Phylogenies reveal predictive power of traditional medicine in bioprospecting
Saslis Lagoudakis, C.H., Savolainen, V., Williamson, L., Forest, F., Wagstaff, S., Baral, S.R., Watson, M., Pendry, C. and Hawkins, J. (2012) Phylogenies reveal predictive power of traditional medicine in bioprospecting. Proceedings of the National Academy of Sciences of the United States of America, 109 (39). pp. 15835-15840. ISSN 1091-6490
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To link to this article DOI: 10.1073/pnas.1202242109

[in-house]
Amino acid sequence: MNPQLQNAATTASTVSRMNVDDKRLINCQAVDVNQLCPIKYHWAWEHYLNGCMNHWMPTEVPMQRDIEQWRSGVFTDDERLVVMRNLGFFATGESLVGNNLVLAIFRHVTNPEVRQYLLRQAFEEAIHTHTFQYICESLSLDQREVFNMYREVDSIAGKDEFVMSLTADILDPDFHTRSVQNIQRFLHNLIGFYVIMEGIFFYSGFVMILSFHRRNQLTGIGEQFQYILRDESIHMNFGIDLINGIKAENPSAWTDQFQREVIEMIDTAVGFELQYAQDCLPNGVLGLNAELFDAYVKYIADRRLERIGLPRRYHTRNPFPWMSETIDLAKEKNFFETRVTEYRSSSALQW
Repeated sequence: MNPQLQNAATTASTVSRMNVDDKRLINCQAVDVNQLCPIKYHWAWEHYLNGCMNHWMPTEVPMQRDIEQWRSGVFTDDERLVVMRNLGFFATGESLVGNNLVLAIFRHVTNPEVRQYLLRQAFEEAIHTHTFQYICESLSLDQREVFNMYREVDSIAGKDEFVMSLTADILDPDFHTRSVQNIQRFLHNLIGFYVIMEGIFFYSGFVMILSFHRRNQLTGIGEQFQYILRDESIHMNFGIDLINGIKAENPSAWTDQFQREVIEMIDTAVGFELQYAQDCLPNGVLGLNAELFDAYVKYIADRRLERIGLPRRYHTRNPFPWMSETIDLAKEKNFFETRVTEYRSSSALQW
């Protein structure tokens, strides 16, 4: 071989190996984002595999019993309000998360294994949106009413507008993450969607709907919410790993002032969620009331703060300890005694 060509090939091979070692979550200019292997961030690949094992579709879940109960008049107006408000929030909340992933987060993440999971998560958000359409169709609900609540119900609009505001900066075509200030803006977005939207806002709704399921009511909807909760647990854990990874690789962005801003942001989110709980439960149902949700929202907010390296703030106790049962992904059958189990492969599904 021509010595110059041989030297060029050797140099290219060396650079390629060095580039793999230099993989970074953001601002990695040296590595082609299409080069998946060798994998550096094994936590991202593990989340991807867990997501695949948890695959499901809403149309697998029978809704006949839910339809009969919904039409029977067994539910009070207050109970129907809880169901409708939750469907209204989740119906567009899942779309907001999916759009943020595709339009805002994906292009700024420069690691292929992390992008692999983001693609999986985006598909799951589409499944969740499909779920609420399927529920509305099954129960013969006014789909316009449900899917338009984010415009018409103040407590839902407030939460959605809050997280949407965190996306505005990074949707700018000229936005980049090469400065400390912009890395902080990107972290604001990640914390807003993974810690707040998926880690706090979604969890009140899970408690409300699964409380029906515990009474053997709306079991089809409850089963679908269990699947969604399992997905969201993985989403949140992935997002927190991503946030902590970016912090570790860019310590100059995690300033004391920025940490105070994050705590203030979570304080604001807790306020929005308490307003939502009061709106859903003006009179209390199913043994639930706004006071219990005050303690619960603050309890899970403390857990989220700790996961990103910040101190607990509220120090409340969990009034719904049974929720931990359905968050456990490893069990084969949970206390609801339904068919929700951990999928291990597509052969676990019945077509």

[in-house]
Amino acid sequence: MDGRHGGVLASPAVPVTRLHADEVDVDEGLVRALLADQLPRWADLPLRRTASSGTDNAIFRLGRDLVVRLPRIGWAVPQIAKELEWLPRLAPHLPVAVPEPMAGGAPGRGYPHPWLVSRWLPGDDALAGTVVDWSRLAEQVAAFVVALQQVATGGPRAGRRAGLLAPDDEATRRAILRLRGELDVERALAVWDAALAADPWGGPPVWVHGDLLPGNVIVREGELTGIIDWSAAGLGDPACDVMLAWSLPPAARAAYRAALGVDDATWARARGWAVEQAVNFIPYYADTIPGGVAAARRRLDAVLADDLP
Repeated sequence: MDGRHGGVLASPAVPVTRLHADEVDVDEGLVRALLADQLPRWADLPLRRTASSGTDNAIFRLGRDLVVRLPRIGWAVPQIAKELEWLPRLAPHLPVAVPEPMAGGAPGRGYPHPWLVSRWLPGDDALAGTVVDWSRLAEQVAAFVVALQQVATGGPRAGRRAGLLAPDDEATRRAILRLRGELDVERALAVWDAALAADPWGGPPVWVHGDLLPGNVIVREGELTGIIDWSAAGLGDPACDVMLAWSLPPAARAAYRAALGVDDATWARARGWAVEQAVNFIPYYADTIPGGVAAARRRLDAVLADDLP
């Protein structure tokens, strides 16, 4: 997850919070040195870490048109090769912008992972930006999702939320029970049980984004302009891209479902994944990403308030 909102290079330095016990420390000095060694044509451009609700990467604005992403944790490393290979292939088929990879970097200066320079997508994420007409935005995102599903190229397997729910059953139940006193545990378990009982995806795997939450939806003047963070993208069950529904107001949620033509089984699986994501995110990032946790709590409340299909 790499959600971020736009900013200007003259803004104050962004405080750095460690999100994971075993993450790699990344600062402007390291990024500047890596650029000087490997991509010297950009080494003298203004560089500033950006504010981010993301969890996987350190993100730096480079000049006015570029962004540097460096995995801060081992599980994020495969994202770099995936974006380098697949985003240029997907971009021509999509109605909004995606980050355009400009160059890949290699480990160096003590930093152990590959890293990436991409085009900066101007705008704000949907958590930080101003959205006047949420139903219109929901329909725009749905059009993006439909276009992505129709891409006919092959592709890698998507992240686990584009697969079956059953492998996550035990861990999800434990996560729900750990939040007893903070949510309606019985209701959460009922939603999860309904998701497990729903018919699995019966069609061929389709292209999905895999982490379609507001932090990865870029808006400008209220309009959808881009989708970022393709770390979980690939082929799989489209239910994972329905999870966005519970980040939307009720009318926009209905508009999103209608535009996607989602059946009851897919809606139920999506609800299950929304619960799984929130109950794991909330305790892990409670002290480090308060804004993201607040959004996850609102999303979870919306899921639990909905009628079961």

There is controversy about whether traditional medicine can guide drug discovery, and investment in ethnobotanically led research has fluctuated. One view is that traditionally used plants are not necessarily efficacious and there are no robust methods for distinguishing the ones that are most likely to be bioactive when selecting species for further testing. Here, we reconstruct a genus-level molecular phylogeny representing the 20,000 species found in the floras of three disparate biodiversity hotspots: Nepal, New Zealand and the Cape of South Africa. Borrowing phylogenetic methods from community ecology, we reveal significant clustering of the 1,500 traditionally used species, and provide a direct measure of the relatedness of the three medicinal floras. We demonstrate shared phylogenetic patterns across the floras: related plants from these regions are used to treat medical conditions in the same therapeutic areas. This strongly suggests independent discovery of plant efficacy, an interpretation corroborated by the presence of a significantly greater proportion of known bioactive species in these plant groups than in a random sample. Phylogenetic cross-cultural comparison can focus screening efforts on a subset of traditionally used plants that are richer in bioactive compounds, and could revitalise the use of traditional knowledge in bioprospecting.
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